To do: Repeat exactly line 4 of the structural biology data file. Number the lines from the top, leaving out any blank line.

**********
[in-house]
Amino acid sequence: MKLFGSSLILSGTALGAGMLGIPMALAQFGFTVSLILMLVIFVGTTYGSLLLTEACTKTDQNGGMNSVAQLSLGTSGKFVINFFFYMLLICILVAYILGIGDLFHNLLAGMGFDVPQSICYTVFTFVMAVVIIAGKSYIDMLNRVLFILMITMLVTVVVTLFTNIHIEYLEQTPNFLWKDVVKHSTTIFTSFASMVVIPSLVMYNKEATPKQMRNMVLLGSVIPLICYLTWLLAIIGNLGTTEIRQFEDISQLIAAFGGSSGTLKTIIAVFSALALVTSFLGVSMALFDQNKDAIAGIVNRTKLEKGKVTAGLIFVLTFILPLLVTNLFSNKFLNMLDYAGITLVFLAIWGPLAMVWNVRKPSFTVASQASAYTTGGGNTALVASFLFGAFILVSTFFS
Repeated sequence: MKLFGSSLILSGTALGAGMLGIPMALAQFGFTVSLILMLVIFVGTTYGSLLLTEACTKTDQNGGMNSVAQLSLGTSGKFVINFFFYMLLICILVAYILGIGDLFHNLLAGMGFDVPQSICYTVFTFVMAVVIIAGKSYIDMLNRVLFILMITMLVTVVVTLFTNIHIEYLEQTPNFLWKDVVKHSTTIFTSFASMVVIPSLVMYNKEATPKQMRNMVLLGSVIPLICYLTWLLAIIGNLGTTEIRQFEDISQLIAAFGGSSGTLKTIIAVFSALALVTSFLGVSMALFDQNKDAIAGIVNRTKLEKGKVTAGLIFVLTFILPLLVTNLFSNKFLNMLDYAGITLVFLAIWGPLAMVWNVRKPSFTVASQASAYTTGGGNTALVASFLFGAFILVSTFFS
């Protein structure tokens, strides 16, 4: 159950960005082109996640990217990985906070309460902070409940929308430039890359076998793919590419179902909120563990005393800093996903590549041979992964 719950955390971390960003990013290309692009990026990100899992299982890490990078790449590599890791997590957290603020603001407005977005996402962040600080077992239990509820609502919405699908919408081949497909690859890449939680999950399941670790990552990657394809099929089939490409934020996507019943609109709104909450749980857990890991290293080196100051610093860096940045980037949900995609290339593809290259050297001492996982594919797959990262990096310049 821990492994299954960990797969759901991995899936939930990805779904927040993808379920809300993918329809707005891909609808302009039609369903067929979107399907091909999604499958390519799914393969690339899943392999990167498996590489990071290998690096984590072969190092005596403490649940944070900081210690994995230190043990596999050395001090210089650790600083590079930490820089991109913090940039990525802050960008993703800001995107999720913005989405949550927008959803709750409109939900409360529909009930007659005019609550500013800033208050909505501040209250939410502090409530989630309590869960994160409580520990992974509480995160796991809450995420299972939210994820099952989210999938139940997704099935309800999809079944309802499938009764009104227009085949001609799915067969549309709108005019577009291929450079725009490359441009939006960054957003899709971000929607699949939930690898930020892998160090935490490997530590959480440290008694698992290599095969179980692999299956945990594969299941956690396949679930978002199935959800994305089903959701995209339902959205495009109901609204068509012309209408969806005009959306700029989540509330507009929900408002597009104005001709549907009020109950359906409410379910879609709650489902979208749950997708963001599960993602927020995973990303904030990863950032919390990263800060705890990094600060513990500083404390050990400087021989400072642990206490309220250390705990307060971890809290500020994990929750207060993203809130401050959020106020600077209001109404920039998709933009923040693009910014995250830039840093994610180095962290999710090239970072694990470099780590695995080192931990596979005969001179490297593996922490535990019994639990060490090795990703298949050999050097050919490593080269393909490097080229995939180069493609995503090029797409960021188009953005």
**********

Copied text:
């Protein structure tokens, strides 16, 4: 159950960005082109996640990217990985906070309460902070409940929308430039890359076998793919590419179902909120563990005393800093996903590549041979992964 719950955390971390960003990013290309692009990026990100899992299982890490990078790449590599890791997590957290603020603001407005977005996402962040600080077992239990509820609502919405699908919408081949497909690859890449939680999950399941670790990552990657394809099929089939490409934020996507019943609109709104909450749980857990890991290293080196100051610093860096940045980037949900995609290339593809290259050297001492996982594919797959990262990096310049 821990492994299954960990797969759901991995899936939930990805779904927040993808379920809300993918329809707005891909609808302009039609369903067929979107399907091909999604499958390519799914393969690339899943392999990167498996590489990071290998690096984590072969190092005596403490649940944070900081210690994995230190043990596999050395001090210089650790600083590079930490820089991109913090940039990525802050960008993703800001995107999720913005989405949550927008959803709750409109939900409360529909009930007659005019609550500013800033208050909505501040209250939410502090409530989630309590869960994160409580520990992974509480995160796991809450995420299972939210994820099952989210999938139940997704099935309800999809079944309802499938009764009104227009085949001609799915067969549309709108005019577009291929450079725009490359441009939006960054957003899709971000929607699949939930690898930020892998160090935490490997530590959480440290008694698992290599095969179980692999299956945990594969299941956690396949679930978002199935959800994305089903959701995209339902959205495009109901609204068509012309209408969806005009959306700029989540509330507009929900408002597009104005001709549907009020109950359906409410379910879609709650489902979208749950997708963001599960993602927020995973990303904030990863950032919390990263800060705890990094600060513990500083404390050990400087021989400072642990206490309220250390705990307060971890809290500020994990929750207060993203809130401050959020106020600077209001109404920039998709933009923040693009910014995250830039840093994610180095962290999710090239970072694990470099780590695995080192931990596979005969001179490297593996922490535990019994639990060490090795990703298949050999050097050919490593080269393909490097080229995939180069493609995503090029797409960021188009953005």